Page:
This module will look at the dominant traditions in the philosophy of social science and how these have shaped substantive research within the study of the social sciences.
Aims and Objectives
Transferable and Generic Skills
Having successfully completed this module you will be able to:
- Written communication skills
- Oral communication
- Interpersonal skills
- Independent working
- Problem solving
- Information technology
Knowledge and Understanding
Having successfully completed this module, you will be able to demonstrate knowledge and understanding of:
- Identify a variety of social and political contexts and uses of research
- Discuss the contribution of philosophical issues and knowledge bases to research practice
- Describe the relationship between philosophical standpoints and methodological strategies
- Identify different value positions and their implications for research
- Critically evaluate philosophical debates in social science
This module explores key theoretical and methodological issues in social science research, contrasting ‘ways of knowing’. It is premised on the idea that social science is better served by
researchers who can master several methodologies, who can consciously choose among concepts and theories and who command many basic principles of reasoning. Indicative content includes a discussion of philosophical and theoretical positions, understanding causality, comparative and case study research and discuss the relevance of social science research to real-world problems.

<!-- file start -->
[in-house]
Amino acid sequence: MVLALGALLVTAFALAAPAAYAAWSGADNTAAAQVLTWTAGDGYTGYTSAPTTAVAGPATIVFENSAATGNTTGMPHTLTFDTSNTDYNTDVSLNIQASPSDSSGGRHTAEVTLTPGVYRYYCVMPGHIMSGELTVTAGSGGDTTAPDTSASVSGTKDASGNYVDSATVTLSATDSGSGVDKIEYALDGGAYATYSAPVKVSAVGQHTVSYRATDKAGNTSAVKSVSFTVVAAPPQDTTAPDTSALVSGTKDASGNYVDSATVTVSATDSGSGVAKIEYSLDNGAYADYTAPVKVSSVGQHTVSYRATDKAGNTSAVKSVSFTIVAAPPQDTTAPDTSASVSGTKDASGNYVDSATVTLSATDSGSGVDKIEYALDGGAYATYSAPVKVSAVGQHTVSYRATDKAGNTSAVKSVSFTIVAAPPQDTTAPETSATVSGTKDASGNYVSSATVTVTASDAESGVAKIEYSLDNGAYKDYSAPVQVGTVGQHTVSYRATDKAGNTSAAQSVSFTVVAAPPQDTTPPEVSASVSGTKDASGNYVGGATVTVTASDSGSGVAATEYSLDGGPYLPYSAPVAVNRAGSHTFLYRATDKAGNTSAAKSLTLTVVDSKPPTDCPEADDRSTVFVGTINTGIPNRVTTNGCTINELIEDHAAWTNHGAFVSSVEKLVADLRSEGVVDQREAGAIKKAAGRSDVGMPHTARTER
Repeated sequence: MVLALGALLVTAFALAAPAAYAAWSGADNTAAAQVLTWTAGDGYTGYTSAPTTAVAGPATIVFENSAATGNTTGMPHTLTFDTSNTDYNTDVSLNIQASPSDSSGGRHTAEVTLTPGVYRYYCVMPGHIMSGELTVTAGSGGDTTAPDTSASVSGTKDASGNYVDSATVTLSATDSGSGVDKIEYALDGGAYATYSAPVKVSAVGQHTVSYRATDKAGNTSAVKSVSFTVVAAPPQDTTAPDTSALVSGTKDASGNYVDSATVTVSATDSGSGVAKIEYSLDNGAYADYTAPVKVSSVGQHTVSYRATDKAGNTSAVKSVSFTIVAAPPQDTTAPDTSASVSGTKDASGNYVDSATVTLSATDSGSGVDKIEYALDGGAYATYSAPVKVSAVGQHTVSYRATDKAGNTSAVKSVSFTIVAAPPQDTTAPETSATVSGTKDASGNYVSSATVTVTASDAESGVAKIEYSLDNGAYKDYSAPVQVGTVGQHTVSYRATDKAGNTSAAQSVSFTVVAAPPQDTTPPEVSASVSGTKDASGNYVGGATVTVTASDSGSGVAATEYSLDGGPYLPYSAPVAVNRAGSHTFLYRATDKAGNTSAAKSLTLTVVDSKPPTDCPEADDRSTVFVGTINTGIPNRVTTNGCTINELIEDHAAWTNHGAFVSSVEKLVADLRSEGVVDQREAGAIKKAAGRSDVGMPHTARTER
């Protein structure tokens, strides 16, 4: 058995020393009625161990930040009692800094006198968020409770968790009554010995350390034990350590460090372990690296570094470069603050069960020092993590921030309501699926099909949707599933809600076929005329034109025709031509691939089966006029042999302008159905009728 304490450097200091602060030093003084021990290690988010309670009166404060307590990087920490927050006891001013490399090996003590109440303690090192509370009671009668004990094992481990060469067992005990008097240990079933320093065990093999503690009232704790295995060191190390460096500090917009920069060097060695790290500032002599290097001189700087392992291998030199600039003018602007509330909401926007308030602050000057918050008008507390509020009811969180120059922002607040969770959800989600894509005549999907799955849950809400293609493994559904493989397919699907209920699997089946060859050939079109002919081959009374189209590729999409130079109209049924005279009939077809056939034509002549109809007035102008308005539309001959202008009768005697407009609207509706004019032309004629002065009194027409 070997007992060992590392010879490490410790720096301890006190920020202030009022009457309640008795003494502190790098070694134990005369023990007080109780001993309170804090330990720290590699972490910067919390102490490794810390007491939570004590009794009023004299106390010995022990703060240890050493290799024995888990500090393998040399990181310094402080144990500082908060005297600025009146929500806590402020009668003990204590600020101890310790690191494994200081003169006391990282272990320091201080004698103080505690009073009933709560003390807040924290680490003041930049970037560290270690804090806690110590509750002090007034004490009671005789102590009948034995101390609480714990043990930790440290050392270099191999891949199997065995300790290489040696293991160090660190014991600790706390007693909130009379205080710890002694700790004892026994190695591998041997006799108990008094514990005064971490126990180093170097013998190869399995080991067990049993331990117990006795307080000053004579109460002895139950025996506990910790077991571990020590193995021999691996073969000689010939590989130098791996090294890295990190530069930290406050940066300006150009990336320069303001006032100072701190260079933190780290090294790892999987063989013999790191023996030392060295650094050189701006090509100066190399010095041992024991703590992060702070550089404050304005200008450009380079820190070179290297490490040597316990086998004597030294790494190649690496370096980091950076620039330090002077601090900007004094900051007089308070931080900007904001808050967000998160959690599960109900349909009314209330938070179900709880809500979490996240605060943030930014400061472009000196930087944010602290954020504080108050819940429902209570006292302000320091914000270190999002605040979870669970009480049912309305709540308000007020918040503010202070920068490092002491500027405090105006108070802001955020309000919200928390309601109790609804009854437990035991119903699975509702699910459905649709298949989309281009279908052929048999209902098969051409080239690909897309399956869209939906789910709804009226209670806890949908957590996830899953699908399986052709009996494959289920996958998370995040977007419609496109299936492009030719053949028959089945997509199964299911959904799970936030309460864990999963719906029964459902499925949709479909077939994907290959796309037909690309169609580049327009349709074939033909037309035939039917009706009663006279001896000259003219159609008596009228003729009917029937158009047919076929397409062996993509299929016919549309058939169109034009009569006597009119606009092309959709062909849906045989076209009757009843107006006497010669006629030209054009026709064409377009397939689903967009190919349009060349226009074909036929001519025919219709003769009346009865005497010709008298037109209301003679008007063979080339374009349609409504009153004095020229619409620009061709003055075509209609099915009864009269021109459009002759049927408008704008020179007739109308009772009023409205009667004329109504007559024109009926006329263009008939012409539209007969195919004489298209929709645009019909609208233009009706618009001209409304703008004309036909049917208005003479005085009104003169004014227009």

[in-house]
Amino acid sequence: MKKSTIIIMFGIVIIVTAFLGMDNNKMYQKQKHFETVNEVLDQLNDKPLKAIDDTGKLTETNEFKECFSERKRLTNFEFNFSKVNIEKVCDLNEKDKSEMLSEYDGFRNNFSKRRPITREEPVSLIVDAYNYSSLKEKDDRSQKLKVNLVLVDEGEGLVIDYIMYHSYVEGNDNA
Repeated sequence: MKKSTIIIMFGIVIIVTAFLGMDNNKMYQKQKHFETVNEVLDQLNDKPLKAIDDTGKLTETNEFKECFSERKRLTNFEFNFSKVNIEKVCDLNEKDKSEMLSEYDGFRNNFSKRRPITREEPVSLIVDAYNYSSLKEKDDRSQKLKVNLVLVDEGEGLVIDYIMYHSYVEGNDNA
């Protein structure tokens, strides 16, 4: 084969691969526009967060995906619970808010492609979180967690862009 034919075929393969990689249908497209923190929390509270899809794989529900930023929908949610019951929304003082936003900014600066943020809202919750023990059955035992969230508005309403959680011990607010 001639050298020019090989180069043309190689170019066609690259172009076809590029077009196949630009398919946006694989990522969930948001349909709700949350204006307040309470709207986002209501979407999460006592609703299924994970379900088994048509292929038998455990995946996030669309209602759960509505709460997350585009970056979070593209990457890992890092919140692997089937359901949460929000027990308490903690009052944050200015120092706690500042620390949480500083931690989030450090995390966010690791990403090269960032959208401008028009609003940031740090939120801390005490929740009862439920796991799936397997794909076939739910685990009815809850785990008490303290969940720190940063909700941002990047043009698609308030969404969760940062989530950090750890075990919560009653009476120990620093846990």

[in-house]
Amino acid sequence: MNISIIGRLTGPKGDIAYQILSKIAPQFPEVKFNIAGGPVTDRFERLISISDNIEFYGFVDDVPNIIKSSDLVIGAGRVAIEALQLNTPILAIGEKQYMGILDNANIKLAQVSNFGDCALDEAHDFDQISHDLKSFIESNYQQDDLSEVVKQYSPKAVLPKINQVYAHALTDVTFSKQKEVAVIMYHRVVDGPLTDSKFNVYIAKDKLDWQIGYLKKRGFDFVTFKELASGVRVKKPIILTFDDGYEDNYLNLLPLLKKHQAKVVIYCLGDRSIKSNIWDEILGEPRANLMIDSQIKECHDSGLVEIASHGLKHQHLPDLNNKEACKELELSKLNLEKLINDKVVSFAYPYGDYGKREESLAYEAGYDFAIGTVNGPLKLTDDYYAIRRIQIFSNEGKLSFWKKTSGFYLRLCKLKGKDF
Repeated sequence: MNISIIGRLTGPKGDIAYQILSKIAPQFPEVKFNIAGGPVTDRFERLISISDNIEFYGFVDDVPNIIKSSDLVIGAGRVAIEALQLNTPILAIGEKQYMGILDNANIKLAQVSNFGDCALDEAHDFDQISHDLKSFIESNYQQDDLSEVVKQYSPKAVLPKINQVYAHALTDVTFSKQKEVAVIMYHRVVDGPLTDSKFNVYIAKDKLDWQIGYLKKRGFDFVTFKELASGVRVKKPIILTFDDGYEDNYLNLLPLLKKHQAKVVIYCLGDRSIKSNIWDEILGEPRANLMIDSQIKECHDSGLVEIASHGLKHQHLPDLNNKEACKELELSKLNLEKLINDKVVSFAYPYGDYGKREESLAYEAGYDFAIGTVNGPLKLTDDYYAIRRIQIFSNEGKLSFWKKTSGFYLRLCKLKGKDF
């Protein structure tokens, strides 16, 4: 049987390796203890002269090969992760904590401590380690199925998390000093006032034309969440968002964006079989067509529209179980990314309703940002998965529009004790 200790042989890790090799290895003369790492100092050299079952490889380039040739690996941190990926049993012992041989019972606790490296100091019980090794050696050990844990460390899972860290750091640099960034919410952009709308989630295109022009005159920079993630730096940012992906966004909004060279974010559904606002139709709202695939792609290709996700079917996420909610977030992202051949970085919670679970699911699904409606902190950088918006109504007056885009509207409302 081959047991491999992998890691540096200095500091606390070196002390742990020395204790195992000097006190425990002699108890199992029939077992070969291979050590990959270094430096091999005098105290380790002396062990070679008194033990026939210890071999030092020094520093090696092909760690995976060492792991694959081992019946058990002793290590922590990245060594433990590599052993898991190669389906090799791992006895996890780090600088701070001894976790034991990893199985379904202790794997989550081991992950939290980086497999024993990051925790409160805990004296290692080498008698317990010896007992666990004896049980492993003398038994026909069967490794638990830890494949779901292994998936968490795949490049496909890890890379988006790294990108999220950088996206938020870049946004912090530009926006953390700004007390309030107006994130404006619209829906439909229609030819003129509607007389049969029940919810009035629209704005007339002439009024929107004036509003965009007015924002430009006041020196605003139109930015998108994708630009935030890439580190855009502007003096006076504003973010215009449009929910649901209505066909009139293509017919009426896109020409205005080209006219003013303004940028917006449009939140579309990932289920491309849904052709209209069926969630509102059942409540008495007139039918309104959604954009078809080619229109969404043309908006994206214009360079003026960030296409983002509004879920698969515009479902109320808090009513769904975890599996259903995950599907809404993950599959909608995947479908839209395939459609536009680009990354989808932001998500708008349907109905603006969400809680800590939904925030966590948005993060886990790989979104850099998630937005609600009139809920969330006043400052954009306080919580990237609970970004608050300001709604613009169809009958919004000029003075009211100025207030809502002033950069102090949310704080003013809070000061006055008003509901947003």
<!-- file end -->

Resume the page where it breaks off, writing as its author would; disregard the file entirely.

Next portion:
Learning and Teaching
Teaching and learning methods
- Multi-disciplinary lectures
- Multi-disciplinary seminars
- Independent study
|Total study time||150|
Resources & Reading list
Other. Listed set books, text books, web sites, other sources of related information. Resources to support the production of blended learning materials will be made available by the Doctoral Training Centre
Jonathon Moses and Torbjorn Knutsen (2007). Ways of Knowing. Palgrave.
Ted Benton and Ian Craib (2001). Philosophy of Social Sciences. Basingstoke: Palgrave.
Martin Hollis and Steve Smith (2001). Explaining and Understanding International Relations. Oxford University Press.
John Hughes and Wes Sharrok (2008). Theory and Methods in Sociology. Palgrave Macmillan.
Peter Burnham et al (2008). Research Methods in Politics. Palgrave Macmillan.
The module will be assessed by one 2500-3000 word coursework assignment. The essay is based on materials introduced and discussed in the lectures and from students’ independent study
This is how we’ll formally assess what you have learned in this module.
This is how we’ll assess you if you don’t meet the criteria to pass this module.
Repeat type: Internal & External